Sunday, October 2, 2016

Manitoba Fibre Festival - Handspinning

After much planning and a gorgeous weekend, the Manitoba Fibre Festival has wrapped up its fourth year.  There is much I could write about, but I will focus on the Handspun Skeins competition because I was the co-organizer of this event.  Last year was the first competition on a smaller scale.  As a lace-spinner, I wasn't satisfied by the requirement last year that yarns be of a medium weight, so I mentioned to the fabulous Festival organizers that I would love to see more categories and - as one has to expect when one asks for a volunteer-run event to develop an area - I found myself co-organizing this larger competition. Joanne Seiff was my fellow co-organizer.

All of our organization would have been for naught without a judge.  We were fortunate enough to have local Master Spinner Jo-Anne Tabachek as our judge. She carefully assessed each skein backstage at the Festival before they went on display.

We were impressed by the many beautiful entries and all the wonderful prize donations.  I have linked to the websites that exist for the donations, but a few of them do not have websites. However, they are all local (to the Winnipeg area) and can likely be found again this January at the Norwood Naughty Knitters fibre event. Stay tuned for that announcement and if you want a direct update you should join the NNK on Facebook. NNK will also cross-post in the Yarn Over Manitoba group if you are there.

Back to our competition update.
In the Singles category, this bright green skein of squishiness
 won this fluffy delight of a batt from Wild Wind Naturals.
Note that we did not have many singles submitted, so if you are a singles-spinner, send in a skein for next year's competition!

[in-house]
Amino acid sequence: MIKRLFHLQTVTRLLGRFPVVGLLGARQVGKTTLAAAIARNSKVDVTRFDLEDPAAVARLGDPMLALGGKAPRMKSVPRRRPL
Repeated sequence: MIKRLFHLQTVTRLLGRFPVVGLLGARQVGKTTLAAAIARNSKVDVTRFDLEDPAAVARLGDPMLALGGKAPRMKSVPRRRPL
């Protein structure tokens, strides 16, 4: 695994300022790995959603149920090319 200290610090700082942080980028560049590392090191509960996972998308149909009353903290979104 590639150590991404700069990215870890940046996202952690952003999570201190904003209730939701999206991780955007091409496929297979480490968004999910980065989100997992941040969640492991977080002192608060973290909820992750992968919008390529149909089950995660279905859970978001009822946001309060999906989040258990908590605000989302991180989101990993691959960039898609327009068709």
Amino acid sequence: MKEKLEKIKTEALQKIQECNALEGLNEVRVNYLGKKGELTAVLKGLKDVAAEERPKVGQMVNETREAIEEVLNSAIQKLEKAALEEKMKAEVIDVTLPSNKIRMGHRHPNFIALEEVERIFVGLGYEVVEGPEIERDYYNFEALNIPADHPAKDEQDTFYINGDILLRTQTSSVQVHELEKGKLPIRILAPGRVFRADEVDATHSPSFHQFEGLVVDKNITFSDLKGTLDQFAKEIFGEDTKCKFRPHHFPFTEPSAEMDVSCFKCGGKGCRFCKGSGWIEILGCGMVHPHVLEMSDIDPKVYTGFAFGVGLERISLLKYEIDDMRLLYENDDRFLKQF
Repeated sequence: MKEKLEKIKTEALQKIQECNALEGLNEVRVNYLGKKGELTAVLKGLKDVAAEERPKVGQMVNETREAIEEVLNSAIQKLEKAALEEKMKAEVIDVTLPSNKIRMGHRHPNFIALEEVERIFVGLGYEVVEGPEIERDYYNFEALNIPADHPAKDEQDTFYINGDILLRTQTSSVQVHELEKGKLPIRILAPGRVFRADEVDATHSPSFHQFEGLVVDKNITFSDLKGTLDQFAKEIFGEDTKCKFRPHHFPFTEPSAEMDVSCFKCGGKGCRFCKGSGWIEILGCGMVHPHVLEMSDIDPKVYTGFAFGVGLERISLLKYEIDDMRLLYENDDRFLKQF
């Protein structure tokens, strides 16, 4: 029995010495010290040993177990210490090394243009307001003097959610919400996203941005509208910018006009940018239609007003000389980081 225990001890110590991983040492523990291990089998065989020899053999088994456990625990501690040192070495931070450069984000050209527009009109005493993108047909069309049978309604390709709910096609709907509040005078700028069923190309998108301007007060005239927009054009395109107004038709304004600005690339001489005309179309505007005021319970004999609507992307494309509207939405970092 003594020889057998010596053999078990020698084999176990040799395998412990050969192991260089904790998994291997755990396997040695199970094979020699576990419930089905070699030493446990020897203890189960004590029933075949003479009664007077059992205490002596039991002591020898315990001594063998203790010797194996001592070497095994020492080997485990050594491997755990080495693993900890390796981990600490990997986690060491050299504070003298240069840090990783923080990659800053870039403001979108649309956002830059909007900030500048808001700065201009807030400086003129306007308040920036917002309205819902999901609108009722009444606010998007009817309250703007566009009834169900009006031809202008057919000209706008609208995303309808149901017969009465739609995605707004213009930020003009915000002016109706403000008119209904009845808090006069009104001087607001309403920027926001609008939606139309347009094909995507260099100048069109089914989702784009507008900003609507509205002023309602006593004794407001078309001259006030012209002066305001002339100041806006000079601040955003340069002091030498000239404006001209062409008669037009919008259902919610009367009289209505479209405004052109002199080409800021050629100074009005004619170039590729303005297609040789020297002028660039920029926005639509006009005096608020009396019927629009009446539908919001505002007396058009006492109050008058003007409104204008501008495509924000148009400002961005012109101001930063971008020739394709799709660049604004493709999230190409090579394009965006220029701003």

In the 2-ply category, this jewel-toned yarn
 won a delightful braid of wool top from The Wacky Windmill.

Also from the 2-ply category, this soft brown yarn
 won some squishy roving from Spin It.

In the multi-ply (3 or more) category, this much-admired skein of local shetland
 won this soft roving from Turtle Mountain Alpacas.

In the heavier weight of multi-ply yarns, this chunky 3-ply spun from local Shetland
full disclosure - this one is mine
won a gorgeous batt of Shetland and other goodies from Tog & Thel
Also mine now; I'm a wee bit excited. Prizes were assigned to categories in advance of judging.
For novelty yarns, much to our surprise there were only two entries and both were gorgeous. The winner was this corespun yarn.
 The spinner received this fantastic blend of top from Manjusha Fibres

Our final category was yarn spun from a raw, animal source. The spinner had to start with the raw material. There were three categories - wool, camelid, and "other" (for angora, silk, chiengora, etc.) We had 5 submissions of wool, but quite surprisingly only one of alpaca. We were not surprised by the lack of submissions outside of the wool or camelid category, but perhaps that will be an incentive to spinners - you could win in this category by default. Heads up you bunny-keepers.

Back to the winners.  For the wool category,  this gorgeous orange yarn was not only cleaned, prepared, and spun by the contestant, but she also dyed it. I love orange.
 She won a wonderful selection of Shetland and Mohair from Prairie's Edge Wool Farm

Our lone alpaca yarn (come on alpaca-spinners, regale us next year!), was this soft beauty
that won some very soft alpaca roving from Penny Lee Alpacas.

All the submissions were lovely and received much admiration from the public.  Here they are.

My singles submission using merino dyed by Cloud 9 Fibreworks

merino-silk. gorgeous.

I managed to take a terrible photo of my own yarn. It is much prettier in person.

My cable-plied yarn. Now I can finally knit it!

My submission spun from "All the Wool Fleeces", the brown fleece. 

I look forward to next year's competition and all the beautiful submissions!

Sunday, July 3, 2016

Tour De Fleece - days 1&2

It's my first year participating in the Ravelry Tour de Fleece.  For those unaware, spinners commit to spinning every day during the Tour de France, resting on the Tour rest days, and giving themselves an extra challenge on the more challenging days of the bike tour.